Entering the dock each day in a wheelchair she did not need, Joyce Msokeri was bent on continuing her campaign of deceit in court.
The 47-year-old resorted to "feigned illness" to try to disrupt the progress of her trial at Southwark Crown Court, the prosecution alleged.
The lies were wrapped up in "her capacity to act and manipulate, her willingness to be dishonest, and her desire for money", it was claimed.
She was found guilty of three counts of fraud against the Royal Borough of Kensington and Chelsea (RBKC), the Hilton and charities respectively, and a further charge of possessing a false document.
A jury heard that Msokeri had received two psychiatric examinations and a medical check-up before proceedings began and was found fit to stand trial.
Despite this, she insisted on using a wheelchair - for which there was no medical need - and regularly claimed to feel unwell in an apparent effort to postpone hearings.
Msokeri initially delayed the start of the trial after claiming she was having trouble with her vision, but no symptoms were found.
The judge said during her arraignment: "I have seen reports from two consultant psychiatrists and I have heard a report of what the doctor who saw you today said.
"They all say, having had the opportunity to examine you and with a full knowledge of the history, there is no reason why you are not fit to stand trial."
She later claimed she was too cold to sit in the dock, had been struggling with asthma and required an inhaler and then refused to leave her prison cell on medical grounds.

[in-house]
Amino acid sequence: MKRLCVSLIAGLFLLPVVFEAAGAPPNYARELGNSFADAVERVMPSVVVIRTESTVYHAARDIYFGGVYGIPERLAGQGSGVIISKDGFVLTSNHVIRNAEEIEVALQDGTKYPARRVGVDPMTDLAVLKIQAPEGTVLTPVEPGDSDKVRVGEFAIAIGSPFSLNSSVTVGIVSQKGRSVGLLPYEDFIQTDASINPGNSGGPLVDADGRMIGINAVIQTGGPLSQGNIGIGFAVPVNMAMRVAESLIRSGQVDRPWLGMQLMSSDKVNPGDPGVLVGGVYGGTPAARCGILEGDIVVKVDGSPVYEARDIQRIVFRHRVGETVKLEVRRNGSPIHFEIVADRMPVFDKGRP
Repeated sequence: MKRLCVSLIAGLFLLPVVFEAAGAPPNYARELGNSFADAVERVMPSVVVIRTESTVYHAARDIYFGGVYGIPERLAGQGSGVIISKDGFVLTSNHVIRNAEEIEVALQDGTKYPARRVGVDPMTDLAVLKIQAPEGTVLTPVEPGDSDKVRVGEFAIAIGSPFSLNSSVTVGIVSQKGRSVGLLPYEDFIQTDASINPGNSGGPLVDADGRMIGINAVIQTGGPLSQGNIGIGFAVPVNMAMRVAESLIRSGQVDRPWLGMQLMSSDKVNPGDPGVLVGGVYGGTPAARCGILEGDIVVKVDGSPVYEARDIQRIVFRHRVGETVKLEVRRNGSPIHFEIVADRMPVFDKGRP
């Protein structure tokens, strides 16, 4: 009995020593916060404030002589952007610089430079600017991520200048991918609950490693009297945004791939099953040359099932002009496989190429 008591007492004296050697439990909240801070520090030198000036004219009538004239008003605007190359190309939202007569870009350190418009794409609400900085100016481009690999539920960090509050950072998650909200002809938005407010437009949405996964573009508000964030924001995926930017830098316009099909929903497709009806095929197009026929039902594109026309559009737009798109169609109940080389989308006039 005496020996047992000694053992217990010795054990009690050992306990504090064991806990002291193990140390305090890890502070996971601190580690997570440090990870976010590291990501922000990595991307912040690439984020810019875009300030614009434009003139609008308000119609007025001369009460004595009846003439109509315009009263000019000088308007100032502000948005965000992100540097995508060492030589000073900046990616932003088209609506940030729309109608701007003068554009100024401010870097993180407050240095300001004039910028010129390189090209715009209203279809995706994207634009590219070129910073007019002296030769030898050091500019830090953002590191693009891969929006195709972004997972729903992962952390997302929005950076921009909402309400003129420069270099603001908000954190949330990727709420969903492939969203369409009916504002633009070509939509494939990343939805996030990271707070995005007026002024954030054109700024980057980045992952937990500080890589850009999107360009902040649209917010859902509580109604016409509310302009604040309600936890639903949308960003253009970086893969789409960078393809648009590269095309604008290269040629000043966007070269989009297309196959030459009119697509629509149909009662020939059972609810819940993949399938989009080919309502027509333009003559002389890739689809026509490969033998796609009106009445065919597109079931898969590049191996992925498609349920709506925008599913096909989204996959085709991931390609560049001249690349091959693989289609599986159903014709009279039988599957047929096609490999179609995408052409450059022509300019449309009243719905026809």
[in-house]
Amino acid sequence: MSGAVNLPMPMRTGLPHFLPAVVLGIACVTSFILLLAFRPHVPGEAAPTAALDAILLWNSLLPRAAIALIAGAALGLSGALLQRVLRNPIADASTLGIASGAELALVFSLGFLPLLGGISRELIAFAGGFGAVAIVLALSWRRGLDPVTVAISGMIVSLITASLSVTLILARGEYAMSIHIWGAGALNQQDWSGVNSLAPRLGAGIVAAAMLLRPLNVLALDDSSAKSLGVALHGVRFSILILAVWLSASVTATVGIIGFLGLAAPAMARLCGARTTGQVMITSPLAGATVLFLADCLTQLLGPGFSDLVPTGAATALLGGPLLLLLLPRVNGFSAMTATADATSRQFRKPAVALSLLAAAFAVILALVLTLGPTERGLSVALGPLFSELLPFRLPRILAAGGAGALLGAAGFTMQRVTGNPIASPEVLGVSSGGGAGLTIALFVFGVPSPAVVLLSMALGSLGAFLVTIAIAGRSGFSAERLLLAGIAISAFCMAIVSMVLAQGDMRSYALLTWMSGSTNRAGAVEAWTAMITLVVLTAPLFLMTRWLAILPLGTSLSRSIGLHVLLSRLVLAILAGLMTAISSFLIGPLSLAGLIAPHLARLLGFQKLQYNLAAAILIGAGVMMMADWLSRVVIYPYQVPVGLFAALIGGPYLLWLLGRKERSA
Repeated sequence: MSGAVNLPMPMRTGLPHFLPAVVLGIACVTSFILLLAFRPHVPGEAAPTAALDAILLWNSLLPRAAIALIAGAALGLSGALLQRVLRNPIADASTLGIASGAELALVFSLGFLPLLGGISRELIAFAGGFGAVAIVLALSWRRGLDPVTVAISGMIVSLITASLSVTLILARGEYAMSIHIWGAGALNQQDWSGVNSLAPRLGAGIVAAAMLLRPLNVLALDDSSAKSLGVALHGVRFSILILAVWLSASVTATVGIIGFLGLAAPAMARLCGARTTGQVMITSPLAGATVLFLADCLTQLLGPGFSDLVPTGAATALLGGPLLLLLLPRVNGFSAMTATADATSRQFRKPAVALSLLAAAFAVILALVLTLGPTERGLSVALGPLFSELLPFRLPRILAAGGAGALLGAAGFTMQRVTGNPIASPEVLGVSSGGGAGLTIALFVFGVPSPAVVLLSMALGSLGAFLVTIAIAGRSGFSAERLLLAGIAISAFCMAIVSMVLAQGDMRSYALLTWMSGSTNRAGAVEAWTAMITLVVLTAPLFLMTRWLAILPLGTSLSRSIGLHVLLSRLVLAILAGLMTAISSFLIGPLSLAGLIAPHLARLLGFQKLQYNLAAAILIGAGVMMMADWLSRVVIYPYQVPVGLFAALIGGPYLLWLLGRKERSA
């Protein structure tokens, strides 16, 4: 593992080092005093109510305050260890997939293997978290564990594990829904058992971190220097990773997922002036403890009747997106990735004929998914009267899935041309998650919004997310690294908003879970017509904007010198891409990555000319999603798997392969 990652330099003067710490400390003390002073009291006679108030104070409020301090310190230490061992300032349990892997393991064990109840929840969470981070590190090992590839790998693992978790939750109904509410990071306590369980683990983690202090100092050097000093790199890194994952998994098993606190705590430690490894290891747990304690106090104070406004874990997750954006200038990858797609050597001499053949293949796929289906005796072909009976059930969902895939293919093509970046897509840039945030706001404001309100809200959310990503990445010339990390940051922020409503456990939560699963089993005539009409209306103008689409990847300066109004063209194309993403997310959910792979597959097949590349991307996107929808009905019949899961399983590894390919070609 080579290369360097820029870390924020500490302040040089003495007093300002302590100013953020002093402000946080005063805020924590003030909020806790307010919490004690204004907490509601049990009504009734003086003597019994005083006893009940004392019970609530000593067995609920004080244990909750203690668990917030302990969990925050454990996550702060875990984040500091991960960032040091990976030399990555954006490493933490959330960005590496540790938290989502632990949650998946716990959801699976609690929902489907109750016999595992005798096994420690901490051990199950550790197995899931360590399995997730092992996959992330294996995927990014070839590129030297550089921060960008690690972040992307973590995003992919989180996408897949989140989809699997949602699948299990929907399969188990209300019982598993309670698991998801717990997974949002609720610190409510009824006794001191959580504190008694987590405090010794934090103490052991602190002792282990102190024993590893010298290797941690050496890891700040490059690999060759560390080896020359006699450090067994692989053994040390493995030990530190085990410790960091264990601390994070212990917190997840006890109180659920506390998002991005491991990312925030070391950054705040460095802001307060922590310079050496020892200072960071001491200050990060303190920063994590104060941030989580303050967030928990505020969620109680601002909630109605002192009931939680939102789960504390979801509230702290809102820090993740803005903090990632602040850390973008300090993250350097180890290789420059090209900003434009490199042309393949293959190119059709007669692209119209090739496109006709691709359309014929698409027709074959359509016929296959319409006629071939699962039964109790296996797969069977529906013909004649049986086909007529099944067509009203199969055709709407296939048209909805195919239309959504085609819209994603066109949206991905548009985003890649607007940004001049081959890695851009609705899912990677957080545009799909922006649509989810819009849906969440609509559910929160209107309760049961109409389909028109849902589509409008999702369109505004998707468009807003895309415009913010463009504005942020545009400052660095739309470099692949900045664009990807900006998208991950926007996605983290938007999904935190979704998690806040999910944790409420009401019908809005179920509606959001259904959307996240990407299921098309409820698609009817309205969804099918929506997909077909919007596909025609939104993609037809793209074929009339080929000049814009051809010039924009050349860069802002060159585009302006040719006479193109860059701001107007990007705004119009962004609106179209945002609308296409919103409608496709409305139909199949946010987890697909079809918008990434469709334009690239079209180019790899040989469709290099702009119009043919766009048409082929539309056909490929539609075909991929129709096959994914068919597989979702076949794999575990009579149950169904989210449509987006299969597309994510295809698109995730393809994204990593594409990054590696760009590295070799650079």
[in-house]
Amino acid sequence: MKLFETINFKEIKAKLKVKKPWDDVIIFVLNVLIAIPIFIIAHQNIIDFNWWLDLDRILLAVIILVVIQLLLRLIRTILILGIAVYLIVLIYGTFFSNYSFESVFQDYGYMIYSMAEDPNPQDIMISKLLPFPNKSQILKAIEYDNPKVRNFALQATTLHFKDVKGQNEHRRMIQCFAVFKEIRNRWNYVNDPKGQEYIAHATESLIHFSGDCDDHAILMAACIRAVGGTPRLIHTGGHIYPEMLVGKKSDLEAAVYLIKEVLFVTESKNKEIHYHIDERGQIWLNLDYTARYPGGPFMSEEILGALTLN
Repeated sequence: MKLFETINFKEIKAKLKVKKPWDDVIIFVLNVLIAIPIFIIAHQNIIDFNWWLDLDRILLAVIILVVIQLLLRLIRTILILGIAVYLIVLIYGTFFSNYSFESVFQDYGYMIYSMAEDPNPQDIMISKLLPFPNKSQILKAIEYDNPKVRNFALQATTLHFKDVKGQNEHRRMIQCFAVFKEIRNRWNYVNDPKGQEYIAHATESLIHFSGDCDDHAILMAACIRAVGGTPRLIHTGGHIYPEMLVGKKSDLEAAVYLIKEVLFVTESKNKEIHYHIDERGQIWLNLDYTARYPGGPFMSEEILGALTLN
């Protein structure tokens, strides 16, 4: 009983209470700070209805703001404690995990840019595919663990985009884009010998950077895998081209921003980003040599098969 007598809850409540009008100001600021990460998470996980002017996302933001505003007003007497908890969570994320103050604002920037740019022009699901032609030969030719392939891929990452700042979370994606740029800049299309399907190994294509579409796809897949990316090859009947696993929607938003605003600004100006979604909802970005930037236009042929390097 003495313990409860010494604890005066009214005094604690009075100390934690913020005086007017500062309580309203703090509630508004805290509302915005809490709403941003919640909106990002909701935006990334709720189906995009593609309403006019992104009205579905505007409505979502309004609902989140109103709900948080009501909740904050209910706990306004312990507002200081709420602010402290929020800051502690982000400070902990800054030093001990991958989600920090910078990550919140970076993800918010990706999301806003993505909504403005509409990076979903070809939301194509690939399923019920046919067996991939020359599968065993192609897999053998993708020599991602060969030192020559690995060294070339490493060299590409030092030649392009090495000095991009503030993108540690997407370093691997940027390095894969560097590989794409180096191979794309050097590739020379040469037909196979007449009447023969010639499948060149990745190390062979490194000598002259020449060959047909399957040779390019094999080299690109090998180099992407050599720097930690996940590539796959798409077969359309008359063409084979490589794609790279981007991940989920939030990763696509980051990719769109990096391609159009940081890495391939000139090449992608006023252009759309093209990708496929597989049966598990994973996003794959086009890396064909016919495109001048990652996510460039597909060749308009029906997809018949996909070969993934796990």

On several days, the court case was forced to go ahead without her.
The professed poor health was said to be another thread in the web of deceit which had seen Msokeri attempt to cash in on the Grenfell Tower tragedy.
In his opening note, prosecutor David Jeremy QC wrote: "The lies told by Miss Msokeri were so flagrant and persistent that they could beg a question about her mental health.
"She has, in fact, been recently examined by two psychiatrists - one instructed on behalf of the prosecution and one on behalf of the defence.
"She is not suffering from any mental health condition. She sits at the back of this court in a wheelchair. There is in fact no medical reason for that; it is simply her choice to sit in a wheelchair.
"The explanations for her behaviour are not therefore psychiatric, they are much simpler. They lie in her capacity to act and manipulate, her willingness to be dishonest, and her desire for money."
In the final days of her trial, Msokeri was admitted to hospital for tests after it emerged she had not been taking medication for an underlying health problem.
She had claimed to medical staff she could not swallow, although doctors had seen no evidence of this, and said Msokeri would start coughing and spluttering as soon as the tablet touched her tongue and was nowhere near her throat.
She made claims to doctors that she had not drunk anything for three weeks, or that she was unable to pass urine, even though she had been observed by staff doing both and her blood tests were normal.
A medical expert described her as "malingering".
It was not the first time in the case that Msokeri's behaviour had seemed brazen.
She was arrested for fraud by false representation on July 25, around a month after the fire, when it emerged she had convinced a volunteer to lie on her behalf.
The Metropolitan Police released her on bail with conditions including that she would not enter the Royal Borough of Kensington and Chelsea, where the tower stood.
This was designed to stop her returning to the Hilton, where she had already blagged a free room by pretending to be a bereaved victim - but this was exactly where she went.
The defendant was re-arrested for breaching her bail on July 28, having initially been let back into the Hilton by unwitting staff.
Two arrests and the prospect of criminal charges were still not enough to stem the lies, however.
She coerced her former partner, a vulnerable man with a history of mental health issues, to pose as the husband she thought had died in the fire, the court heard.
A tale of his miraculous recovery quickly collapsed when the man contacted a friend and said what had happened.
Msokeri was arrested for the third and final time on September 4.